17. LKLA

    LKLA Out on the slopes Skier

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    You might be able to get 100 people on Sat/Sun, but 100 people a day Mon-Fri is unrealistic at best. $10,000 here and there is not going to help when we are talking about millions of dollars in shortfall. Not to mention that by bringing non-members in you are basically diluting the premise of the whole thing - why pay all that money as a member? Unless the membership fee was a bond, which I don't believe it was, then members are likely not to ever see that money again and might as well cut their losses and stop paying annual dues, which will only go up. Unfortunately for some. they also invested in real estate and in some cases directly into the club, so those folks might think that pouring some more good money after bad money will change things. Doubtful.

    Neither Mt Snow nor Stratton likely much care either way. The Hermitage Club is a tiny, tiny part of the area/region.
     
  18. Wilhelmson

    Wilhelmson Out on the slopes Skier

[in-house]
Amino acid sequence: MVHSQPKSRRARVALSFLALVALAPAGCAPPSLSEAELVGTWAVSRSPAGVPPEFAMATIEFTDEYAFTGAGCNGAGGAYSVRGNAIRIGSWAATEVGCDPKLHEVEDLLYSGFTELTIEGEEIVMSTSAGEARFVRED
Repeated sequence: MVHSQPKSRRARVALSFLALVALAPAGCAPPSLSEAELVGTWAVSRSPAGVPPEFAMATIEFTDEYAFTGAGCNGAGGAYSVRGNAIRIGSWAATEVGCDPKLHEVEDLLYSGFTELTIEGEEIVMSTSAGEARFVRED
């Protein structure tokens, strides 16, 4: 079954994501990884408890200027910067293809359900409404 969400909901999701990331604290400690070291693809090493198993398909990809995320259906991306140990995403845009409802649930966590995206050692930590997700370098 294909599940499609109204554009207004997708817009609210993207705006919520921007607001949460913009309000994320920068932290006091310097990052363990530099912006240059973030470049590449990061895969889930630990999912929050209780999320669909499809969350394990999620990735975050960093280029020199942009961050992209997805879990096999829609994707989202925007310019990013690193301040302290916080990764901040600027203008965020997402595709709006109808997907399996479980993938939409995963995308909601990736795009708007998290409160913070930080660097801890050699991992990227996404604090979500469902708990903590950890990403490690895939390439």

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    I wasn't trying to be Socratic but lol if they can't get 100 skiers a day.
     
  19. LKLA

    LKLA Out on the slopes Skier

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    Ha! I am an honestly not sure they get 100 people per day Mon - Fri. Why would someone not ski at Mt Snow right down the road - or at Stratton - as neither is usually crowded mid-week. Perhaps on weekends when avoiding crowds might be attractive to some people they could get 100 people.
     
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  20. LKLA

    LKLA Out on the slopes Skier

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    In a decision issued late last week, a judge denied Hermitage's request to increase off season maintenance in order to reopen the private ski area. Among the requests included facilitating the annual lift inspections and increasing snowmaking maintenance.

    The receiver is currently funded "to preserve the equipment from deterioration," putting the 2018-19 ski season in jeopardy.

    Hermitage has been attempting to secure $25 to $30 million in financing to pull the private club out of receivership. Berkshire Bank foreclosed on the club in February, resulting in a receiver being appointed this spring.